Also.Also.Also. Derrick Gordon is Marching for Equality and Other Stories We Missed This Week

Hello, sunshines! This week I made avocado banana bread (a gem from Rachel and Hansen’s avocado roundup) and it came out really well! Here are the stories we missed while my oven was pre-heating.


  Queer People Sure Do Dress Well

+ Feast your eyes on this collection of 13 fabulous queer fashion Tumblr blogs. Among those featured are some of Autostraddle’s favorites, including QwearMarimacho, and DapperQ.

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Gay Athletes, Musicians “Still Kicking Down the Closet Door”

+ Earlier this week UMass guard Derrick Gordon came out as the first openly gay Division I men’s college basketball player:

“No one has a set date and time on when they want to come out,” Gordon said in a phone interview Wednesday. “My time was just now. I was comfortable with who I am, and I didn’t want to keep hiding. I was hiding for four years. And that takes a toll when you have to be somebody who you’re not.”

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+ Country singer Patrick Haggerty reflects on the challenges faced by LGBT artists in country music and his arduous path to achieving musical success.

As a genre, country can usually be relied on for certain staples, chief among them tears, beers, big hats and patriotic rabble-rousing. It is not a genre you’d expect to produce a gay-rights anthem called Cryin’ These Cocksucking Tears, as Haggerty’s track was titled. It kicks off with the words: “I’m fighting for when there won’t be no straight men.” Haggerty, who was the singer and songwriter with the beautifully named Lavender Country, adds: “People call it brave, but a more appropriate adjective for where my head was at back then is ‘rabid’.”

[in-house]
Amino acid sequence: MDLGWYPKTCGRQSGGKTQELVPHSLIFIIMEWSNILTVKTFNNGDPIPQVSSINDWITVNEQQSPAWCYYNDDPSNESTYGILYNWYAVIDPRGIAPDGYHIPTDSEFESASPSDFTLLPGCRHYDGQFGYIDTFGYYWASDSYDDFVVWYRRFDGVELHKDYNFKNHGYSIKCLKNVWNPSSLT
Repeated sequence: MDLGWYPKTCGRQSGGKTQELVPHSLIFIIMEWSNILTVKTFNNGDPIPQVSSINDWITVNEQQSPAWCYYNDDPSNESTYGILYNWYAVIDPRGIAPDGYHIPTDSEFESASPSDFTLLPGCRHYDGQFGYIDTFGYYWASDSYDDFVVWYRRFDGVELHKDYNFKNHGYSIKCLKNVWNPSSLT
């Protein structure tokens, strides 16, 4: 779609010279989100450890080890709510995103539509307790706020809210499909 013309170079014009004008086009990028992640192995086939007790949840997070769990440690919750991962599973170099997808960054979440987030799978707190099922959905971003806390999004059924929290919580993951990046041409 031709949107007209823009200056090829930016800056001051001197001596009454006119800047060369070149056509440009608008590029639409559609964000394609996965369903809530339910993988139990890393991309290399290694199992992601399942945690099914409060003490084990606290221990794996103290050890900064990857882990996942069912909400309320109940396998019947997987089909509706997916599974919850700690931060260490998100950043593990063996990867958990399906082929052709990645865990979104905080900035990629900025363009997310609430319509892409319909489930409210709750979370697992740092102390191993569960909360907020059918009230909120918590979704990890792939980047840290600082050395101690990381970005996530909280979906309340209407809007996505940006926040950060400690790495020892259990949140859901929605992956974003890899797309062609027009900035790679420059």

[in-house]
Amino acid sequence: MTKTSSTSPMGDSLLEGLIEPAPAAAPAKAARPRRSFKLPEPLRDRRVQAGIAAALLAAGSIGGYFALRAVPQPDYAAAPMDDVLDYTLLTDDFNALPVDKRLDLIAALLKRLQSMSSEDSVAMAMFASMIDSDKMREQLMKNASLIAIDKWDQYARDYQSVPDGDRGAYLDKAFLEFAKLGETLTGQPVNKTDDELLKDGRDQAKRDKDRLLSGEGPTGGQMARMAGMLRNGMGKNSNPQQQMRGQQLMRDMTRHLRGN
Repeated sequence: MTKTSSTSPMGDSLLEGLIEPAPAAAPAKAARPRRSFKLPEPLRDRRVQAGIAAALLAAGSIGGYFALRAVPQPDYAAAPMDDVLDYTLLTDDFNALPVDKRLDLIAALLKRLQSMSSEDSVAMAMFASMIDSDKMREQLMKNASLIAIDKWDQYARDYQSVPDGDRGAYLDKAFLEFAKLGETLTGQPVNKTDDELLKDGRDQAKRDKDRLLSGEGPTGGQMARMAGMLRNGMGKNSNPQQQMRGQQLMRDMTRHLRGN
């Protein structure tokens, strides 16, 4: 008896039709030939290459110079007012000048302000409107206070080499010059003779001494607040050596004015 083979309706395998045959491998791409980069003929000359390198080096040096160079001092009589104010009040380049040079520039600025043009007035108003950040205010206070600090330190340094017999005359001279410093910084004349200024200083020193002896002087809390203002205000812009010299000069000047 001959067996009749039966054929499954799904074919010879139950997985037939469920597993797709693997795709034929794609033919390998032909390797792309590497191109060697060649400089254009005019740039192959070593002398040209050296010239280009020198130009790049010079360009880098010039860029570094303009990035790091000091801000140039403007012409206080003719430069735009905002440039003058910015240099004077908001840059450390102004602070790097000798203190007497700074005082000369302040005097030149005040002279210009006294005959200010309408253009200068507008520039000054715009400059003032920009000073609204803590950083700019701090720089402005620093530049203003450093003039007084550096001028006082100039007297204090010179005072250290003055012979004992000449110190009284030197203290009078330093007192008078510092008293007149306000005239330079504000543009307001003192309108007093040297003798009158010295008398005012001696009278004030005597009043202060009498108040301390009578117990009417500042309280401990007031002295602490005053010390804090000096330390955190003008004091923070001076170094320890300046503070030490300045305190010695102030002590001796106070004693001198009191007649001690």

The Fight for Justice Continues Internationally

+  Anne Nasozzi, a 45-year-old lesbian asylum-seeker, was deported to Uganda after being detained at Yarl’s Wood  Immigration Centre in the UK, despite a strong petition and social media campaign. At Women in and Beyond the Global, Dan Moshenberg writes:

If there is a rule of law in this story, it’s the law of man’s inhumanity to man … or better to women. The endpoint of efficiency driven, fast-track so-called asylum procedures is disgrace. This disgrace is not a state of being nor is it an affective domain. It’s a transitive verb, a relentlessly vicious and violent campaign to strip ever more grace from those who cherish it the most, from those whom we should cherish. There is no asylum, there is only disgrace and violence. Anne Nasozzi was deported to Uganda yesterday. Remember that.

+In Rabat, Morocco, about 800 women marched to demand that Morocco’s constitution provide gender equality and rights for women. “The group mostly consisted of women and simply demanded the immediate application of a law already written and passed, but not yet implemented by the government.”

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Things are Challenging in the US, Too

+ In Texas, fifth grade teacher Laura Jane Klug was suspended for being transgender.